Court of Civil Appeals of Alabama
778 So. 2d 825 (Ala. Civ. App. 2000)
Annie Adams and Lewis Adams were married for 41 years. During the marriage, Annie did not work, and Lewis supported the family. Lewis set up a retirement account with his earnings to support the family after his retirement. The parties divorced. At the time of divorce, Annie was 59 years old, and Lewis was 62 years old. Annie did not have a retirement account of her own. The circuit court awarded Annie marital property, totaling approximately 16 percent of the marital assets. Included in Lewis’s 84 percent of the marital assets was the entire retirement account. Annie appealed. Lewis argued that the circuit court properly divided the marital assets, given that Annie would likely squander the assets allocated to her.
Rule of Law
Holding and Reasoning (Crawley, J.)
What to do next…
Unlock this case brief with a free (no-commitment) trial membership of Quimbee.
You’ll be in good company: Quimbee is one of the most widely used and trusted sites for law students, serving more than 97,000 law students since 2011. Some law schools—such as Yale, Vanderbilt, Berkeley, and the University of Illinois—even subscribe directly to Quimbee for all their law students. Read our student testimonials.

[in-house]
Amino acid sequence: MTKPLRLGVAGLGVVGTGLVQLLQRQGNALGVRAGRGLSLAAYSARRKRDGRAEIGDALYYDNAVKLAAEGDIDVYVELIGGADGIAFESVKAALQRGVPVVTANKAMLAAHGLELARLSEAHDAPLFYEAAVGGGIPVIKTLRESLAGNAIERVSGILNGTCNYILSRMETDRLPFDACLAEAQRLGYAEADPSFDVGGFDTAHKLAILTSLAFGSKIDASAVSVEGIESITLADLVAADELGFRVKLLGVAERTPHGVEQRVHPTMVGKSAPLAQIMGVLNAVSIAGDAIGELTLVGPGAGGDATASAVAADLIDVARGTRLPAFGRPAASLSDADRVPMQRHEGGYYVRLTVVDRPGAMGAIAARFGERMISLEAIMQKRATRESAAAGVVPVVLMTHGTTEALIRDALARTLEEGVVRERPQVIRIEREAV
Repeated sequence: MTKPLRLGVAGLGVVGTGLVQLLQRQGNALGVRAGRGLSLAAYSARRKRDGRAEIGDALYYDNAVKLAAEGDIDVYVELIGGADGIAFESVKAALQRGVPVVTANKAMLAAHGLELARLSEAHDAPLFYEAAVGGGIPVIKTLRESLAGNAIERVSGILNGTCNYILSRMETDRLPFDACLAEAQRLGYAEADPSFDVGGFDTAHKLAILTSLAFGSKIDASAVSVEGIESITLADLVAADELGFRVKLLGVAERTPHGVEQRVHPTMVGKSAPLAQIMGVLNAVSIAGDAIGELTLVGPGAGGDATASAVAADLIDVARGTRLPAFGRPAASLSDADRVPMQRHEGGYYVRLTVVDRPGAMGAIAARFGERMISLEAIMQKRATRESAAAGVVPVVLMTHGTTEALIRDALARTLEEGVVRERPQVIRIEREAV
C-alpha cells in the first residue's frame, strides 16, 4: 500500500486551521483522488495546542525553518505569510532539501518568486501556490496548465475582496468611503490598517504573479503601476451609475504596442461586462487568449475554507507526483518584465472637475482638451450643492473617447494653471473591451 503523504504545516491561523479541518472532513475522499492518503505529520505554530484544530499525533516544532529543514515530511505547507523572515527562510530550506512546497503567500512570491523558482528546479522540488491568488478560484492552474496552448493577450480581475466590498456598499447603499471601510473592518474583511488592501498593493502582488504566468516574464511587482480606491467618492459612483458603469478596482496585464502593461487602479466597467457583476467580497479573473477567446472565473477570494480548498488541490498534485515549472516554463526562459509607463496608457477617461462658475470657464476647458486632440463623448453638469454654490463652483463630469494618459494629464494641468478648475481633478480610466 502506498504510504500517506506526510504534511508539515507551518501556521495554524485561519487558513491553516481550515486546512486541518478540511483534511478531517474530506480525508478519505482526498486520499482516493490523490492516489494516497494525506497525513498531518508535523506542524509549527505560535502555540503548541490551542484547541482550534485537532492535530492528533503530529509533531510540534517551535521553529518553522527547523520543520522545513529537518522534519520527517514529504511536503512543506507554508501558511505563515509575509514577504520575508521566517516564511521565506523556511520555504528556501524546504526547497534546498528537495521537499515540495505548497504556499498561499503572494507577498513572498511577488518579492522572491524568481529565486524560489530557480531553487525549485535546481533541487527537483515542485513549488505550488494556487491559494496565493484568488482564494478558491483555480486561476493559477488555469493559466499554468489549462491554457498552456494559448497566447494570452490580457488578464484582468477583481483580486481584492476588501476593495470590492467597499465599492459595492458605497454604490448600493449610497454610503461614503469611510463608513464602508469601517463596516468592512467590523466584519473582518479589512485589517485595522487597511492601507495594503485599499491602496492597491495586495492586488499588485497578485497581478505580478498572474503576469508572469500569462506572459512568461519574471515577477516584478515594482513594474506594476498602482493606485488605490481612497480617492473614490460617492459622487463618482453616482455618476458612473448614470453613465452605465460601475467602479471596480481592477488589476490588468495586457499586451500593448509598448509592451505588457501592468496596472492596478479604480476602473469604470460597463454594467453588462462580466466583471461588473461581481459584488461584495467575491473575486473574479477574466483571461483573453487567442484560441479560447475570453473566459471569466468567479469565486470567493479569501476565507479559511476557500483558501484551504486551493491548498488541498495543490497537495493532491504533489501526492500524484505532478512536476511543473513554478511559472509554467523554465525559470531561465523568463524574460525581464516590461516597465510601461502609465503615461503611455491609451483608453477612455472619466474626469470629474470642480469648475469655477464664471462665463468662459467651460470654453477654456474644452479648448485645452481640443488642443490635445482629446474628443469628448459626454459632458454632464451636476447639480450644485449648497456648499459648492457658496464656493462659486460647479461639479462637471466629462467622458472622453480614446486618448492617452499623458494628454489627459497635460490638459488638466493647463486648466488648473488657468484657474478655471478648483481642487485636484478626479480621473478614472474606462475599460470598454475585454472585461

Learn more about Quimbee’s unique (and proven) approach to achieving great grades at law school.
Quimbee is a company hell-bent on one thing: helping you get an “A” in every course you take in law school, so you can graduate at the top of your class and get a high-paying law job. We’re not just a study aid for law students; we’re the study aid for law students. Read more about Quimbee.
Here's why 220,000 law students have relied on our case briefs:
- Written by law professors and practitioners, not other law students. 14,100 briefs, keyed to 189 casebooks. Top-notch customer support.
- The right amount of information, includes the facts, issues, rule of law, holding and reasoning, and any concurrences and dissents.
- Access in your classes, works on your mobile and tablet. Massive library of related video lessons and high quality multiple-choice questions.
- Easy to use, uniform format for every case brief. Written in plain English, not in legalese. Our briefs summarize and simplify; they don’t just repeat the court’s language.